“Bracket racers and anyone who needs consistency can utilize the EZ-EFI system,” says David Page of FAST. “The system will take into account atmospheric conditions. The owner doesn’t have to make changes based on the weather. A carburetor is static in tuning, unless you physically change the jets or air bleeds.”
Just how does the FAST system work?
“It’s got a sophisticated algorithm of inputs where it takes all the different conditons of the engine, such as rpm, throttle position, oxygen-sensor reading,” explains Reese. “Then it runs through a series of tests to see, is this a point that needs learning, or is this a transient point that doesn’t need learning? Then it decides if it’s good feedback or not. If it’s good feedback, it uses that to adjust the fuel delivery.”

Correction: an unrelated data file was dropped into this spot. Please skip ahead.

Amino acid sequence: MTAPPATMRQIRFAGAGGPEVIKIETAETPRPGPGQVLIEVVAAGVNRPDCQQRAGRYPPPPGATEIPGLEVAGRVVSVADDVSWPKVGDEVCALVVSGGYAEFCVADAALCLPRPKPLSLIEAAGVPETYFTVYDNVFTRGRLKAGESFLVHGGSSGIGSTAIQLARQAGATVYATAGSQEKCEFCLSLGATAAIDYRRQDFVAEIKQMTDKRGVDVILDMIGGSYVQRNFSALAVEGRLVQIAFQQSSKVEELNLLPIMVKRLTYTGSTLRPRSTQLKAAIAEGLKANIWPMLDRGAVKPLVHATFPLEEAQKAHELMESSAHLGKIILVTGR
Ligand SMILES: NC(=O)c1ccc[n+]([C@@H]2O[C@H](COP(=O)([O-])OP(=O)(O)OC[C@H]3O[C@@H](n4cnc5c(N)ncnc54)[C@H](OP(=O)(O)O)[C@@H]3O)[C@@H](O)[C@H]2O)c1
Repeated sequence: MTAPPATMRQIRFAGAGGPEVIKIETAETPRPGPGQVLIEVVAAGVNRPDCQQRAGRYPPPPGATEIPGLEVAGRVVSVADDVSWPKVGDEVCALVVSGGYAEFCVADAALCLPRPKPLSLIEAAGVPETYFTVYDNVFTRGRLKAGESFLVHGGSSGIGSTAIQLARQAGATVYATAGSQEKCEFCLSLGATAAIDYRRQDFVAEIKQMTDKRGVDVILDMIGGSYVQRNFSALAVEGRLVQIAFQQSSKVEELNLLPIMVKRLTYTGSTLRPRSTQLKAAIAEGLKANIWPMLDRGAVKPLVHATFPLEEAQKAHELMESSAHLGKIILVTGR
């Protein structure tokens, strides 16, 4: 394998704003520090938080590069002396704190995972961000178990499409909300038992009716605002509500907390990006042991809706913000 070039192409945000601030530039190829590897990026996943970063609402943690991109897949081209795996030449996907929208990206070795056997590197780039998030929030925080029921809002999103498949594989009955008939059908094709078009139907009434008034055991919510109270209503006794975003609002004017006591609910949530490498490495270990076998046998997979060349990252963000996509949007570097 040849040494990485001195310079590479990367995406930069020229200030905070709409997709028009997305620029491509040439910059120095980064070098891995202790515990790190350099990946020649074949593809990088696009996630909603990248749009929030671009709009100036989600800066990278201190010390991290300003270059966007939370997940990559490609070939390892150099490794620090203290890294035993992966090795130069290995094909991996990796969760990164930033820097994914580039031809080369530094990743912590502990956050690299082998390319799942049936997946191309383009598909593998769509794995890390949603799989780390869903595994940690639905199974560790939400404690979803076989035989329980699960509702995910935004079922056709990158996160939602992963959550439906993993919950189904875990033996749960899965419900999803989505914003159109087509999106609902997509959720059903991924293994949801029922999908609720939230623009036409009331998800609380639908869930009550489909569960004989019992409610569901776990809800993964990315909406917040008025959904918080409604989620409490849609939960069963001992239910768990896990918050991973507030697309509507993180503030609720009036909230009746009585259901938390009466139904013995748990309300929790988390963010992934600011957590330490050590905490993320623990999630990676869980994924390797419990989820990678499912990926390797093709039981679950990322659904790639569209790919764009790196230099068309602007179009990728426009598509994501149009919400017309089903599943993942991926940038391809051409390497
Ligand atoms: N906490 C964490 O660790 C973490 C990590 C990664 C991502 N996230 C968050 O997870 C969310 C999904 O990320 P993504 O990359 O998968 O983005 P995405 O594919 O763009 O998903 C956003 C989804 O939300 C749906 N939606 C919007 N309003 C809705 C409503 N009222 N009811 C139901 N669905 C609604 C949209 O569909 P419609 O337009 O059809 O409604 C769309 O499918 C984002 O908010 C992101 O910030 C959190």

The EZ-EFI 2.0 ECU is programmed with base maps to safely get the engine started and allow the user to make preliminary adjustments to the fuel regulator, throttle-position sensor, idle-air control and ignition timing. From there, the computer will continue to monitor driving styles and conditions and adjust the tune accordingly. The baseline tuneup will generally be on the safe side to avoid hurting the engine. However, the user can go into the Advanced menu to change a number of parameters, including fan control and air/fuel ratios for idle, cruising and WOT.
You can plug it in and drive without knowing anything about it.–Brian Reese, Comp Cams